5 best practices for UX research buy-in: How to increase the impact of your design research

Robert De Niro and Billy Crystal in "analyze this"

As Billy Crystal learned in “Analyze This”, to really help, you must get up from the counseling sofa and join forces with the rest of the team

In this post I will share the insights I have gained on which approaches best promoted UX research within my organization.

1. Move from a “consultant” approach to a “fellow soldier in the trenches” approach

I am not referring to the nature of the professional contract between you and the organization you are working with. Rather, I am referring to your attitude. If you find yourself thinking “I did what they paid me for, it’s their problem if they don’t use it” you have got a problem. In fact, even using “me” and “them” is an indication of a problematic attitude. Start using “we”. Familiarize yourself with the organization’s most difficult challenges and figure out how you can help. I have found that the UX research bag of tricks always has something to contribute and the UX skill-set is helpful in all stages of product development as well as many different departments within the organization. Remember, the company’s goal is not to have the best user experience practices. The company’s goal is to achieve it’s business goals. Everything you do or share should have a clear path into how it may promote those goals.

2. Don’t be afraid to get too technical

Each company has its own world of expertise relevant to the industry it is part of. In my experience, the more you understand every technological aspect of your organizations industry, the more relevant will your research results be. Not only will you gain more respect from co-workers and management but the quality of your findings will increase, as will your understanding of where your customers are coming from.

3. Continue to explore: What is the best way to communicate your findings?

I used to write long reports. They included EVERYTHING. Problem was only a small bunch of people actually read them. They were effective in establishing my professional reputation but not so much in actually being used. Then I moved towards presentations which definitely had a more engaging side to them, but tended to disappear in the thousands of presentations produced everyday by each person in the organization. Then I realized, most of the people in my organization do not have the opportunity to see the customers’ work up close. Talking about what I saw is fine, but actually showing it, well that’s a whole different story. I compiled video clips from customers I visited, editing and grouping them by subjects and incorporating my conclusions in the movie itself. Surprisingly the effort was only low to medium but the effect was very strong. Not only did the videos reach a wide audience, but they proved to be very engaging and thus become more memorable.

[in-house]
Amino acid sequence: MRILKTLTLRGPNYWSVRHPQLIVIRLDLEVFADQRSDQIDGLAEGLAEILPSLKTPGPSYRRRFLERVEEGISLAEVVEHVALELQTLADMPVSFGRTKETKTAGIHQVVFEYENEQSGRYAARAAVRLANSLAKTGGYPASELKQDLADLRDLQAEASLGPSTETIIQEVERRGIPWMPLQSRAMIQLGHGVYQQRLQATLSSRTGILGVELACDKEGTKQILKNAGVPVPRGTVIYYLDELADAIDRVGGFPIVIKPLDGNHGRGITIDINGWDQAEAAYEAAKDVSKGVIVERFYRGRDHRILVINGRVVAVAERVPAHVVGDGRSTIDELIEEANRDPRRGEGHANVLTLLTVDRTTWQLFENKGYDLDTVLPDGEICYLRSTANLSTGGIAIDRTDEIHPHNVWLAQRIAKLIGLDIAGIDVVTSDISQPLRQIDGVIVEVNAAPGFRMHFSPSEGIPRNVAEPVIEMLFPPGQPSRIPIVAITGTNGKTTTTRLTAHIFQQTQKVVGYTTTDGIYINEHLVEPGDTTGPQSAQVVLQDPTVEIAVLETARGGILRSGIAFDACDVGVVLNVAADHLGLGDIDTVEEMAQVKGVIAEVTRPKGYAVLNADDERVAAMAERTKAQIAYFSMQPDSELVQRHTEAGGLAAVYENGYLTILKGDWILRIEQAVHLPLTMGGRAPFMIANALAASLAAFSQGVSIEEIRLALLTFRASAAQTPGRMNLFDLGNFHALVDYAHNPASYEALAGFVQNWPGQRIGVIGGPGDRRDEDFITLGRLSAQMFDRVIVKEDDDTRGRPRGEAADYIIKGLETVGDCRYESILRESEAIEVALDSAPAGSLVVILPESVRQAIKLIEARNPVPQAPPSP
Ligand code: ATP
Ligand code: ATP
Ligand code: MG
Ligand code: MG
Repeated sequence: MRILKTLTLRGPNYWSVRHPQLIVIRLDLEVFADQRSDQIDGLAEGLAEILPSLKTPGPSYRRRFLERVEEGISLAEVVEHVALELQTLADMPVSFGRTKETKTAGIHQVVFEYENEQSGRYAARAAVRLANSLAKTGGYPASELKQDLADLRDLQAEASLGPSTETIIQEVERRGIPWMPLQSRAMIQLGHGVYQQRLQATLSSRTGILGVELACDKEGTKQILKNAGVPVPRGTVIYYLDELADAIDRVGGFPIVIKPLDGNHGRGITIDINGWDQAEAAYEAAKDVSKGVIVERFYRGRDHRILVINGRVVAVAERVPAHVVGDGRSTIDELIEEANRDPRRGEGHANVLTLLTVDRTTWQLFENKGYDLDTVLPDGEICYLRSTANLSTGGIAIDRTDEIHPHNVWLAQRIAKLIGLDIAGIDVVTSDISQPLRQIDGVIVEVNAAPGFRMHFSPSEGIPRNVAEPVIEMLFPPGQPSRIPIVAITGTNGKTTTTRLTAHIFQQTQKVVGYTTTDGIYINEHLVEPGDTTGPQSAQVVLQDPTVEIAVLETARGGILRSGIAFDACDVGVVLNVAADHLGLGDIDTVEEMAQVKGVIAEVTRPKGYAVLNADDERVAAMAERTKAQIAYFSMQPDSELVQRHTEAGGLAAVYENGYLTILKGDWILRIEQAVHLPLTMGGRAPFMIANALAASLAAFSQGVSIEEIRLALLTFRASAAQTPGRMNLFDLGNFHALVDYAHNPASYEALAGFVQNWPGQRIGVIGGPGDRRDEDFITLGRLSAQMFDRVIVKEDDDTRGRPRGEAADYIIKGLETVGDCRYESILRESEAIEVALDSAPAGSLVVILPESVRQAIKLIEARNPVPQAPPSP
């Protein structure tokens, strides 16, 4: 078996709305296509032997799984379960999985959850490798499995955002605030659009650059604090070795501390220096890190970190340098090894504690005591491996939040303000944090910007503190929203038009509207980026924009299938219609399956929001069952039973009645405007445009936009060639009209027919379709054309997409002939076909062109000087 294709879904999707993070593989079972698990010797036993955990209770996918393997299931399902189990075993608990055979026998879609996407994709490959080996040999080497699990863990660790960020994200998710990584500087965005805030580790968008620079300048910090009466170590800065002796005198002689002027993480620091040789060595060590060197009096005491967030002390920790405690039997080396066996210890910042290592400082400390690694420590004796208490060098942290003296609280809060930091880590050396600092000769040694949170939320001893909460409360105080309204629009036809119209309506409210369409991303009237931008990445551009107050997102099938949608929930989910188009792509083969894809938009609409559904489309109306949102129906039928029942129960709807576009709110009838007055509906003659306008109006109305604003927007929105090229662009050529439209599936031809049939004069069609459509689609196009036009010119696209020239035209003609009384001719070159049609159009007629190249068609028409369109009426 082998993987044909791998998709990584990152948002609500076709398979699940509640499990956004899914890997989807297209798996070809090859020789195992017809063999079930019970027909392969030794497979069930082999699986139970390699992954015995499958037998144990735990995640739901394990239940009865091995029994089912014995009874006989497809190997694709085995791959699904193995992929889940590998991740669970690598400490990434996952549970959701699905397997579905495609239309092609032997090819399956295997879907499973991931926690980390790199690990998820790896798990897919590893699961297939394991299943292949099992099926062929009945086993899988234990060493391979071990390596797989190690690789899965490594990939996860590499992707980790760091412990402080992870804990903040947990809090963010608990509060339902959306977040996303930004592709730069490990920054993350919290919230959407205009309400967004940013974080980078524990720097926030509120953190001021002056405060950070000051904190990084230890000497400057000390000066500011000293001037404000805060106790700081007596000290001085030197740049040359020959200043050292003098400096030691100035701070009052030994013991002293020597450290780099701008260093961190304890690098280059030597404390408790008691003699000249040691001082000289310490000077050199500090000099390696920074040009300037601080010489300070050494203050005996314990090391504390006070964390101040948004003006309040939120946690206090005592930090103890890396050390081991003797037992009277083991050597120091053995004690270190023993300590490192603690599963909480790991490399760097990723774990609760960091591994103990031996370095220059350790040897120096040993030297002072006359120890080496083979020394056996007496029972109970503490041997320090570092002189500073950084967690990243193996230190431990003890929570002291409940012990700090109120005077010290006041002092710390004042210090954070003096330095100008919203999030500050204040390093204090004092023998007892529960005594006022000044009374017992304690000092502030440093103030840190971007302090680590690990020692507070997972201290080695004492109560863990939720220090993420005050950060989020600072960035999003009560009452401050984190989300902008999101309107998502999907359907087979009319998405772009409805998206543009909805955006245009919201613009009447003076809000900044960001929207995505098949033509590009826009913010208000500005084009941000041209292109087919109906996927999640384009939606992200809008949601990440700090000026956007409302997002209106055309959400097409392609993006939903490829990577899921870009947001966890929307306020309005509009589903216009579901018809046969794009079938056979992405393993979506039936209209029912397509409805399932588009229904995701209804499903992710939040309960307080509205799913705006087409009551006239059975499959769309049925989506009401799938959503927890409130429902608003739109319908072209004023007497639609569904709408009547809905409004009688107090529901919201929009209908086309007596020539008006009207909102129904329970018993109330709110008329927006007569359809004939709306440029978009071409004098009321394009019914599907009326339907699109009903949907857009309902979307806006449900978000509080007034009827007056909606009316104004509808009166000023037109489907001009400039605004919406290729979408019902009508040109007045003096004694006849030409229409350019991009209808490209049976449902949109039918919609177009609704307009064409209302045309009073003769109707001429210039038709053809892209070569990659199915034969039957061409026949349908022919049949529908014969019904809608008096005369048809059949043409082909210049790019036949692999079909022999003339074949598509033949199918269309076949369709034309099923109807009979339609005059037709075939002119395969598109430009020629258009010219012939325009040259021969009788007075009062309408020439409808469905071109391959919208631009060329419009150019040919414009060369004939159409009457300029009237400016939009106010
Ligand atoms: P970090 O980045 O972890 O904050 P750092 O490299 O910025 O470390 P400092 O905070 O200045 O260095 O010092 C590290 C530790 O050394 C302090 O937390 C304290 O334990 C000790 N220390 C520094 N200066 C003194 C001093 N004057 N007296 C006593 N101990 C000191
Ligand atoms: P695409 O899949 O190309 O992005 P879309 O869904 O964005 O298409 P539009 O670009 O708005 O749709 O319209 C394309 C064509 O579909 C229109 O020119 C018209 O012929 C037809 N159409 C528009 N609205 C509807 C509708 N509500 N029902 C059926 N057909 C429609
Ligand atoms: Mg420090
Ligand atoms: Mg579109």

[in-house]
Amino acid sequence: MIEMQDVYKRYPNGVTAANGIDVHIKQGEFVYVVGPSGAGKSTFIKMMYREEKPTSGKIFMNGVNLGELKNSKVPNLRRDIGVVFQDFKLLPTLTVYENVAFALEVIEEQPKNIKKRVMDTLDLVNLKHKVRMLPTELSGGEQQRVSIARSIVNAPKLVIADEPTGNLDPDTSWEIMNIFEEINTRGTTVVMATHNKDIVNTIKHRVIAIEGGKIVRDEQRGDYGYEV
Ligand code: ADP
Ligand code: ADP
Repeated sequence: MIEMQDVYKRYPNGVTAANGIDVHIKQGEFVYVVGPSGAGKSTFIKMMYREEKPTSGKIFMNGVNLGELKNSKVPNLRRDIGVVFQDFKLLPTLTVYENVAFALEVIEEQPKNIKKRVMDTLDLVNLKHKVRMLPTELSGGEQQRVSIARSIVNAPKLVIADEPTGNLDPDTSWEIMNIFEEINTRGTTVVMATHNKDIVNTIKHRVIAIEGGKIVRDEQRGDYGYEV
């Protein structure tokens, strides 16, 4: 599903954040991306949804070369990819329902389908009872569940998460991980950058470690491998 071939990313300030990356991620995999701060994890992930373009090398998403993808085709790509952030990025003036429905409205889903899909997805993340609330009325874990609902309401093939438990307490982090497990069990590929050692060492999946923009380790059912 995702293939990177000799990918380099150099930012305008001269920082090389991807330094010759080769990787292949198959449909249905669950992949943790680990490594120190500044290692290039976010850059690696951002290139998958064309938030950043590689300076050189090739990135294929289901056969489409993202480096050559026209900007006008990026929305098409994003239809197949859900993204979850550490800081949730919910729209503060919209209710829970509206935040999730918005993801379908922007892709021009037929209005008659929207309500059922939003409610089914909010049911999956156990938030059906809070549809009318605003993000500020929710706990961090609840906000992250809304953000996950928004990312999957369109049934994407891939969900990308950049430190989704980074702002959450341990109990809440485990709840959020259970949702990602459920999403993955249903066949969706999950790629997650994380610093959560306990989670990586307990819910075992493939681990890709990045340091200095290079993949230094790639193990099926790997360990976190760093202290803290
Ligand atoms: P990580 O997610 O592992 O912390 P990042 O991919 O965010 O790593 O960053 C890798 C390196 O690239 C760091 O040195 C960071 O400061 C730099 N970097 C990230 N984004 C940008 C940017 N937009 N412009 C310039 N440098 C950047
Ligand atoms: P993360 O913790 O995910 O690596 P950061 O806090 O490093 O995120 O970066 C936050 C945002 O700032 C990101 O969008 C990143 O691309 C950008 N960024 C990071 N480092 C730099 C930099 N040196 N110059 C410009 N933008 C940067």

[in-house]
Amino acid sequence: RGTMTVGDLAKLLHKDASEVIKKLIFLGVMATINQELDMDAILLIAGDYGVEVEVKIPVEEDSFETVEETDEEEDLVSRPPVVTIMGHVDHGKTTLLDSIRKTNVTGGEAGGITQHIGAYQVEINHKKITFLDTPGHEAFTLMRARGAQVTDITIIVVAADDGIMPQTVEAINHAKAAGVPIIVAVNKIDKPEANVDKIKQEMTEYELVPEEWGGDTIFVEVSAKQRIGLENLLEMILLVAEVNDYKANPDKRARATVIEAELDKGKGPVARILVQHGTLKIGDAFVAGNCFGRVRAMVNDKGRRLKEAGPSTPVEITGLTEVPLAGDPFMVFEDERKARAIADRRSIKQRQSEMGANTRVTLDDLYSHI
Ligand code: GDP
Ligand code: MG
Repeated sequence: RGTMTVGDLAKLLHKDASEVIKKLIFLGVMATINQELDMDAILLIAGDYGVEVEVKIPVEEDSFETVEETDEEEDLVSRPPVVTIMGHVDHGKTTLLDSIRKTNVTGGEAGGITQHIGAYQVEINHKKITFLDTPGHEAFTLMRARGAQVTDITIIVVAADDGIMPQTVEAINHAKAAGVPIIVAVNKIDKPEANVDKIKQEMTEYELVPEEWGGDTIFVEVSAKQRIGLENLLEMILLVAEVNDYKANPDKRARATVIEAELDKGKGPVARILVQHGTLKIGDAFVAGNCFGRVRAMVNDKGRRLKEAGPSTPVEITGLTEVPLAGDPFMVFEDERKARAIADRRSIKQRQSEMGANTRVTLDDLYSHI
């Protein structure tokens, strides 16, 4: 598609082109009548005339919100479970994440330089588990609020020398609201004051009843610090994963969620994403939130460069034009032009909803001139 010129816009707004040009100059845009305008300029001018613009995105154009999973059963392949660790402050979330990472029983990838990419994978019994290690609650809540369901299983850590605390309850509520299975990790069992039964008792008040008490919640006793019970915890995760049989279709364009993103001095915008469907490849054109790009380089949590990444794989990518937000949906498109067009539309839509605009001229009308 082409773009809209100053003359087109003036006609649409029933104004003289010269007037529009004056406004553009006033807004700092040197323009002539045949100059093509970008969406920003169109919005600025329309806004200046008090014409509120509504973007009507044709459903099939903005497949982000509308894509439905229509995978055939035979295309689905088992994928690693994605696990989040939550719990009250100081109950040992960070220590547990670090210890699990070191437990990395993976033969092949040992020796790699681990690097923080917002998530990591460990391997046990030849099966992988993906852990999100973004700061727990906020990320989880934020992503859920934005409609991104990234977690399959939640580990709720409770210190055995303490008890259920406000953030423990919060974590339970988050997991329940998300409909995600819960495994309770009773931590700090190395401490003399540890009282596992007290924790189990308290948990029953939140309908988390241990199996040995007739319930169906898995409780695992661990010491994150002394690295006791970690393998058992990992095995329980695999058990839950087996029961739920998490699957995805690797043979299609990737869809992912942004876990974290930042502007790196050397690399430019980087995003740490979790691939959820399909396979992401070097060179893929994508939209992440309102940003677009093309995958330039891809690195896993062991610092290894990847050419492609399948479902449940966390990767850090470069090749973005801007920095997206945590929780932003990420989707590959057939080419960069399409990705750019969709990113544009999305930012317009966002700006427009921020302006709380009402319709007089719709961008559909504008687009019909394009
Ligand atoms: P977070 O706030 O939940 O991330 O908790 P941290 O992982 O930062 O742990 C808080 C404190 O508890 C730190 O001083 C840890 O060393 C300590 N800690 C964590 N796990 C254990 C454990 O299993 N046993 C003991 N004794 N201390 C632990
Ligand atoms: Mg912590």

4. Combine quantitative information with customer quotes

The information collected by the UX researcher comes in all shapes and forms. In fact, how to compile it is a whole challenge in itself which deserves it’s own post. But when it comes to delivering the information to management and engineers I’ve found there are two main types of information that make the biggest impact: quantitative information and customer quotes. Although inherently different, both types are regarded as credible, representing “reality” and within lays their power. But with great power comes great responsibility.  If you are a good researcher you also know that both can be easily manipulated. Choose wisely. Present a quote only if you have validated it as representative of a group of customers. Use numbers with the highest data integrity.

5. Preserve the knowledge and evangelize it

How do you preserve all this knowledge that you have gained? How do you make it accessible to people outside your head? There is not one answer here. The thing is, you should be constantly finding ways to preserve the insights and incorporate them in the organizations DNA. Whether it is through requirements specifications, posters, workshops, meetings with internal stakeholders, managing databases or any other way you may find, preserving the knowledge and facilitating its use is one of your main goals as a researcher. Bottom line is you are not only providing information. You are responsible of managing it within your organization. Do not expect others to do the work for you. Evangelizing your findings is not a one time show but an ongoing process.

Share your thoughts, have you other “tips” on how to promote UX research’s impact? There is a whole recommended book on the subject.

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2 thoughts on “5 best practices for UX research buy-in: How to increase the impact of your design research

  1. So true .knowledge might be enough in the beginningbut it needs to be shared to be of help in your organisation.you need to form to teach in order to be efficient and go forward.to be a consultant in your field might be very satisfying but not enough in the long run.

  2. Hi Tali,
    Great points!
    I think a key point for all UX researchers within an organisation, or as consultants is taking others along for the ride – involving them in the creation of the research materials, the research activity itself and the subsequent analysis. Iv’e seen the best results when team members across the business, and across levels are involved – and not necessarily in a big way. It really helps to break down silos and create a real impact through getting people across the business to have meaningful dialogues.
    Researchers inevitably leave and move on, there has to be a number of evangelists to help their findings live on.
    Kelly Ann

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